STACK for Engineering Mathematics and the Abacus Material Bank

Aalto University

Antti Rasila, Guangdong Technion - Israel Institute of Technology


Since 2006, Aalto University has been using STACK to run online assessments within their Engineering Mathematics courses. Initially, the University was running a STACK version developed in-house specifically for the University, but this was later merged back into the main STACK branch in version 3.0. After receiving funding, the material bank Abacus was created, with the purpose of helping institutions collaborate and share STACK questions. The project's agreement was written in a way that ensured question authors kept their copyright, while still encouraging collaboration. Abacus has 30 members and its courses cover most of undergraduate mathematics and many parts of physics.


The MatTa group ("Matematiikkaa tietokoneavusteisesti"; "mathematics by using computers") was founded in 1990s by lecturer Emeritus Simo K. Kivelä at the Department of Mathematics and Systems Analysis at Aalto University, formerly known as Helsinki University of Technology. The purpose of the group was to investigate the use of computers and information technology to teach engineering mathematics. Initially, the projects involved, for example, using visualisations, multimedia and symbolic computation to make mathematical content more interesting and accessible for students. The group also produced a number of free Finnish language electronic lecture notes with interactive content and a substantial database of traditional pen and paper exercise assignments called Euler. In 2006, the group started to take interest in automatic assessment, as they believed computer-aided methodologies could achieve a practical impact in teaching activities there. There was also hope at the University that Computer Aided Assessment could reduce the number of students assistants required to grade homework, both to save cost and because a sufficient number of qualified graders was not always available. Initially, the group focused on the Maple T.A. system, however it was found lacking in several aspects. The most important of these were performance issues and an incompatibility with various browsers, in particular ones available for the Linux operating system. The high licensing fees were also a problem, as they could undo all the savings that the University hoped to achieve by using the system.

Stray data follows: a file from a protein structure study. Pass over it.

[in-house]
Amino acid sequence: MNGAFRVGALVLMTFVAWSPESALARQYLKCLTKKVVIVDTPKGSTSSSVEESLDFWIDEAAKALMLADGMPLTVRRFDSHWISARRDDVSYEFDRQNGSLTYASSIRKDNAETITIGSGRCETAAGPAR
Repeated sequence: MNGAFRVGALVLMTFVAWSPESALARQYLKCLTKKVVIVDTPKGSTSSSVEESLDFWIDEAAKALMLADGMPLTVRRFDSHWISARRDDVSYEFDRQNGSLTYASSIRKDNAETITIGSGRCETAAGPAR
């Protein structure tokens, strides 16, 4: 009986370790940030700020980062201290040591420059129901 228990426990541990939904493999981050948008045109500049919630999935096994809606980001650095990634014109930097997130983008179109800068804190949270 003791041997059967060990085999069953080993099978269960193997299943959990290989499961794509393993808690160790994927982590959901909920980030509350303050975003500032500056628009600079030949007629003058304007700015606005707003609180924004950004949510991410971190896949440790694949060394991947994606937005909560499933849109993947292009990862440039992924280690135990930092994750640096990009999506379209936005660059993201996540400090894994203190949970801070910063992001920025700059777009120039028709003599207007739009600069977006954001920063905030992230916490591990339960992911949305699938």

In spring of 2006, the group started gaining interest in STACK, which has an open source license. This license would allow the University to use its in-house software development skills to improve the platform where needed, and it would also guarantee that licence fees would not be imposed in the future. After deciding to use STACK, which was running its standalone version 1.x at the time, the group spent the summer of 2006 modifying the software to better suit the University's needs. This included replacing the rendering code of mathematical formulas to support browsers other than Microsoft Internet Explorer, translating the software to Finnish and a Shibboleth based integration with the Finnish national Haka single-sign-in system.